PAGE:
Blog Article

My Sales are Down... Do I Need a Loyalty Program?

Author: Paystone

Even though the marketing landscape has significantly evolved over the past 15 years, there is still one thing that continues to shock me: retailers who only think about launching a loyalty rewards program when business is not going well. I’ve always been amazed by retailers who solely see loyalty programs as a life preserver. If sales are sinking, many marketers still believe the solution solely resides in launching a loyalty program.

Although I truly believe in the benefits that come with implementing a loyalty program, some key business elements should be evaluated before moving onto a permanent loyalty solution. First, it’s imperative to review the basics such as customer service, pricing, assortment, merchandising and store cleanliness. The days of store owners and managers using past experience and intuition to know exactly what customers want is over. Don’t get me wrong, it’s important to have a strong sense of business intuition. But in 2014, it would be foolish not to leverage fact-based data in order to better respond to customer needs.

So, your sales are down. Now what?

By conducting regular “health checks” on the key elements of your business, retailers have the capacity to determine whether their pricing is fair, promotions are exciting, service is outstanding and they offer the most optimized product assortment. For example, customer feedback surveys, focus groups and secret shoppers are all reliable methods to better understand the customer’s point of view, engage more effectively and maintain insights into store level operations. By doing so, retailers are likely to identify problems easier, address them quickly and see ongoing performance improvements.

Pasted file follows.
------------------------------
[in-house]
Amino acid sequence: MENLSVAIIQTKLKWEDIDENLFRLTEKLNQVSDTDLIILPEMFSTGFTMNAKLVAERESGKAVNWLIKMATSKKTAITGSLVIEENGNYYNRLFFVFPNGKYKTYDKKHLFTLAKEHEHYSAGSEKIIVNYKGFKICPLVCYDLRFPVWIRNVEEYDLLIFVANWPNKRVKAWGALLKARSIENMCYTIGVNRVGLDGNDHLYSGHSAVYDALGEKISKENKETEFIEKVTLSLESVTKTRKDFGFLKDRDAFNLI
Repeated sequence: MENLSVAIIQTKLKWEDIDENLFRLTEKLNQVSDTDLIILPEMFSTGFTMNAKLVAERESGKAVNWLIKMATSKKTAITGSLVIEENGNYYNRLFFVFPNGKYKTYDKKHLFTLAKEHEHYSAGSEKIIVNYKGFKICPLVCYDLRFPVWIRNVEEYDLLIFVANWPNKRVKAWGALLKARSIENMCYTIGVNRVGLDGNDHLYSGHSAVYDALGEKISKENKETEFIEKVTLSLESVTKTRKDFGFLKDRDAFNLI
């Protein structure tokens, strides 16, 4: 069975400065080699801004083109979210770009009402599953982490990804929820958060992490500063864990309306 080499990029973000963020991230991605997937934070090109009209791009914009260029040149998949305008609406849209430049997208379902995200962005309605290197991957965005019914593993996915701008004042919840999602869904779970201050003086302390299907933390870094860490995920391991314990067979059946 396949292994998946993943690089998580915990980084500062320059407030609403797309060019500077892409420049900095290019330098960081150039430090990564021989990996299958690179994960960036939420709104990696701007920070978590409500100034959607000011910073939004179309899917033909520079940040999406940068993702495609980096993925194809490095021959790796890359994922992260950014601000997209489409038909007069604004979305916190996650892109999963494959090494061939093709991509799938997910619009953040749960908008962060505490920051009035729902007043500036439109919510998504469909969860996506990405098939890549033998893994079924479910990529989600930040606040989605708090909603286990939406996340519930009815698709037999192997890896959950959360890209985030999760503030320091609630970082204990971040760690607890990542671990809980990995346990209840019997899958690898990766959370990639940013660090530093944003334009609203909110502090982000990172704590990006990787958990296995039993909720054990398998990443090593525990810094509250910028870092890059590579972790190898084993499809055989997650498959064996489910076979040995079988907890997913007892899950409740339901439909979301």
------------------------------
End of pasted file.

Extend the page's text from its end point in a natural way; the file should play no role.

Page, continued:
Now, assuming that all daily operational needs have been addressed, the implementation of a Loyalty Program can certainly be the next big strategic move. Retailers who invest time and energy into collecting customer data from loyalty program members will end up ahead of the curve.  Incorporating loyalty program data with the marketing research data collected from surveys, focus groups and secret shoppers will further provide retailers with a wealth of information to leverage.

As an example, if a retailer is feeling the pressure from an aggressive, price competitive marketplace, loyalty program data can be segmented to identify price-sensitive customers. Those customers can then be surveyed to better gauge their loyalty strictly based on pricing. The retailer will obtain a better understanding of its price-sensitive customers and can respond to their needs as reflected in the survey. By implementing customer retention efforts, sales will improve.

In conclusion, implementing a loyalty program is never a bad idea as long as proper expectations are in place. The benefits of such a program will not address mediocre customer service, poor pricing strategies or an unpleasant shopping atmosphere. The true advantages will come from the data that is gathered and how the data is utilized to make better business decisions and improve engagement with customers. In turn, that’s how a loyalty program can help increase your sales.